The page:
This essential new book offers extensive coverage of cutting-edge biostatistical methodology used in drug development and the practical problems facing today's drug developers. Written by well-known experts in the pharmaceutical industry, it provides relevant tutorial material and SAS examples to help readers new to a certain area of drug development quickly understand and learn popular data analysis methods and apply them to real-life problems. Step-by-step, the book introduces a wide range of data analysis problems encountered in drug development and illustrates them using a wealth of case studies from actual pre-clinical experiments and clinical studies. The book also provides SAS code for solving the problems. Among the topics addressed are these: drug discovery experiments to identify promising chemical compounds, animal studies to assess the toxicological profile of these compounds, clinical pharmacology studies to examine the properties of new drugs in healthy human subjects, and Phase II and Phase III clinical trials to establish therapeutic benefits of experimental drugs.Additional features include a discussion of methodological issues, practical advice from subject-matter experts, and review of relevant regulatory guidelines. Most chapters are self-contained and include a fair amount of high-level introductory material to make them accessible to a broad audience of pharmaceutical scientists. This book will also serve as a useful reference for regulatory scientists as well as academic researchers and graduate students.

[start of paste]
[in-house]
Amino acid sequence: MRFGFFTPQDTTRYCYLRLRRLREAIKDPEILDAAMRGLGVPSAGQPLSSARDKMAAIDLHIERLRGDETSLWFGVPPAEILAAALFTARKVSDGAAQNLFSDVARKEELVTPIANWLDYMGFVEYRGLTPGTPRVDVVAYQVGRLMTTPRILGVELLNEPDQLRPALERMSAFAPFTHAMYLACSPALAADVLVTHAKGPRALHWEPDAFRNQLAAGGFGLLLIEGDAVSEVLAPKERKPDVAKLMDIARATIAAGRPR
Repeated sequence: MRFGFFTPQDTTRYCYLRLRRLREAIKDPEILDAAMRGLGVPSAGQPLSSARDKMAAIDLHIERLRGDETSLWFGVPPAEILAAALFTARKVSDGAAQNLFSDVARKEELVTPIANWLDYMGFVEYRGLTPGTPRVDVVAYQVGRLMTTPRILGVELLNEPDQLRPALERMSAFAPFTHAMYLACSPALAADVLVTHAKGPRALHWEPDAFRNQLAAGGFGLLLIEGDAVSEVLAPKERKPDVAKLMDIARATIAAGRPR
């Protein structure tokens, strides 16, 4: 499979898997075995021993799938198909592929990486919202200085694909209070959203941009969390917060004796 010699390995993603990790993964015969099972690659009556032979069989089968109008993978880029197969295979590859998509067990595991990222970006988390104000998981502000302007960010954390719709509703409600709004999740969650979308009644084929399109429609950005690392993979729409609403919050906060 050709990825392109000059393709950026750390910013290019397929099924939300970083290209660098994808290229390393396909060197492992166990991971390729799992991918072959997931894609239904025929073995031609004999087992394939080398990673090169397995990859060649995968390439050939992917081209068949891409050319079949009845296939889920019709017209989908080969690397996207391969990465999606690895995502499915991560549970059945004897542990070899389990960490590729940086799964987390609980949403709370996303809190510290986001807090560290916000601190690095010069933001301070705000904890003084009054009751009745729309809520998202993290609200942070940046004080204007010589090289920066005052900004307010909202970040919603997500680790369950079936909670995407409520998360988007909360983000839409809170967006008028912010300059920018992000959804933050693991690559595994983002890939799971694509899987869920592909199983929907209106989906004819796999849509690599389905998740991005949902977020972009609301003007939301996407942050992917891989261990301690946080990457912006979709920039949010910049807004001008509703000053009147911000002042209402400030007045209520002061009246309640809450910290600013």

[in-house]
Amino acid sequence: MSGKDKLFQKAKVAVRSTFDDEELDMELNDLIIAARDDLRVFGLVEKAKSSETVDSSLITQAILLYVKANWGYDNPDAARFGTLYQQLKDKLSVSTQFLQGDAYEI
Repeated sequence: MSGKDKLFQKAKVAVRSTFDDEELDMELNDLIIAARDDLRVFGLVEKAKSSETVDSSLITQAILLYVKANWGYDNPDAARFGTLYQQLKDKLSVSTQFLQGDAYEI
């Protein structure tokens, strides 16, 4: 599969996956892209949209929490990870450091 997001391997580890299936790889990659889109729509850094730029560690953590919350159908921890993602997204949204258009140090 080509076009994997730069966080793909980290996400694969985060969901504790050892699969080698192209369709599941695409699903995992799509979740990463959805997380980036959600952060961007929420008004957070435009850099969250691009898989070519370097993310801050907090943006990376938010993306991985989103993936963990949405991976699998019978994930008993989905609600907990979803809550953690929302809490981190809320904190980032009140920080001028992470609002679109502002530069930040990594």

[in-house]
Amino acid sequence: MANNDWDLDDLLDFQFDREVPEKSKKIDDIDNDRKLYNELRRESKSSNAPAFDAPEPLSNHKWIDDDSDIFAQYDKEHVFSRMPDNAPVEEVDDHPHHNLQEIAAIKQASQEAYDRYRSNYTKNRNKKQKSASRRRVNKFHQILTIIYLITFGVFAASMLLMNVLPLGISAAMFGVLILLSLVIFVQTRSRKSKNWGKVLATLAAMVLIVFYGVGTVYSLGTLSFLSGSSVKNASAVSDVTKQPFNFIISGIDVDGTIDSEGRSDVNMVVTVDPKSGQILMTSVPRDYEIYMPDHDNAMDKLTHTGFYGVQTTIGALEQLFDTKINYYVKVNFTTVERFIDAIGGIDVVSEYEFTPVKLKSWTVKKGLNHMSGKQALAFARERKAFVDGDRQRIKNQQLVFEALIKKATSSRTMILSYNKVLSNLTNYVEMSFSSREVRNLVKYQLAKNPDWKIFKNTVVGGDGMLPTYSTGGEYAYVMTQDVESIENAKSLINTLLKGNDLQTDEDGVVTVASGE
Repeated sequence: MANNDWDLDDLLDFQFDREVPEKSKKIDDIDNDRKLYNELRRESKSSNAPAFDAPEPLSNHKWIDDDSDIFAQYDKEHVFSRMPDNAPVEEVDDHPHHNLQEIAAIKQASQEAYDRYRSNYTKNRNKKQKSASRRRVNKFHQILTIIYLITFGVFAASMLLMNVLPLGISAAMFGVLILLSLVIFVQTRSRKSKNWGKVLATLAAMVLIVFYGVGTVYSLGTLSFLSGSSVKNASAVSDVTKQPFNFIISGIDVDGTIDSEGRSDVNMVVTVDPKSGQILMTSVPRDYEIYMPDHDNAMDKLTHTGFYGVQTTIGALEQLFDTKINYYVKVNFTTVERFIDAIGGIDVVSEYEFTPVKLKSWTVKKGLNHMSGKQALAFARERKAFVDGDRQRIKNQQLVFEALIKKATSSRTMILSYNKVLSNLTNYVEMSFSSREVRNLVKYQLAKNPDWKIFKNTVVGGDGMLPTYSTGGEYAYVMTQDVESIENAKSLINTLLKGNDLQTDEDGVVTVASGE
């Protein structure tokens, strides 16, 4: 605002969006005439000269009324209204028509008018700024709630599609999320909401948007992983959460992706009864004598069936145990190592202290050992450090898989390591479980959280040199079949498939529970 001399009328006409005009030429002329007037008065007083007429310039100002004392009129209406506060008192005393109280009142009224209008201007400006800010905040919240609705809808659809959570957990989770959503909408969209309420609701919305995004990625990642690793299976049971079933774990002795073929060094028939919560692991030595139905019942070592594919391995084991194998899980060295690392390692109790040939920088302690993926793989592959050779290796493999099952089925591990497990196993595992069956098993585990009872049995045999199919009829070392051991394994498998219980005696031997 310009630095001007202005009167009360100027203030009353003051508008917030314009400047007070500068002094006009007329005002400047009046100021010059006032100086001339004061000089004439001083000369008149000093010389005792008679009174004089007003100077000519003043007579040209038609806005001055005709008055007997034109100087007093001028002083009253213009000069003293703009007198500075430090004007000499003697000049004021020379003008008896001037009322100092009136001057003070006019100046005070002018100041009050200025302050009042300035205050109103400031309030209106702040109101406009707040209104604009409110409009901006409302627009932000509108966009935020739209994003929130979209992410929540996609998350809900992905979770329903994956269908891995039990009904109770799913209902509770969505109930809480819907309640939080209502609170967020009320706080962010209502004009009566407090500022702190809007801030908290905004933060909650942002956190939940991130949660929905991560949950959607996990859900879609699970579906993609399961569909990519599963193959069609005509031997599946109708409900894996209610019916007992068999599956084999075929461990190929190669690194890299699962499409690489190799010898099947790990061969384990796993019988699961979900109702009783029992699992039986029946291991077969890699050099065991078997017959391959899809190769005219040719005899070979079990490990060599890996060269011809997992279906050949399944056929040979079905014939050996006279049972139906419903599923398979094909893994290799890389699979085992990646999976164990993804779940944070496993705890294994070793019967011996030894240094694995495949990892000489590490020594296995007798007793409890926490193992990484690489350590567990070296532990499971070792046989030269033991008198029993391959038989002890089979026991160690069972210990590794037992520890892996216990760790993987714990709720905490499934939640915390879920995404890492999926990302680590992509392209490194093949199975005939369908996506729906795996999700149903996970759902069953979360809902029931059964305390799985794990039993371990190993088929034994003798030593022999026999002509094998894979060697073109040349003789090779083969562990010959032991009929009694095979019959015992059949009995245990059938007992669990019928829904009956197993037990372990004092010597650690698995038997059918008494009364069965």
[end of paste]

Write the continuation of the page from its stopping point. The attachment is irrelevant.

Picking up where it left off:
"Pharmaceutical Statistics Using SAS contains applications of cutting-edge statistical techniques using cutting-edge software tools provided by SAS. The theory is presented in down-to-earth ways, with copious examples, for simple understanding. For pharmaceutical statisticians, connections with appropriate guidance documents are made; the connections between the document and the data analysis techniques make 'standard practice' easy to implement. In addition, the included references make it easy to find these guidance documents that are often obscure. Specialized procedures, such as easy calculation of the power of nonparametric and survival analysis tests, are made transparent, and this should be a delight to the statistician working in the pharmaceutical industry, who typically spends long hours on such calculations. However, non-pharmaceutical statisticians and scientists will also appreciate the treatment of problems that are more generally common, such as how to handle dropouts and missing values, assessing reliability and validity of psychometric scales, and decision theory in experimental design. I heartily recommend this book to all." -- Peter H. Westfall, Professor of Statistics "Texas Tech University"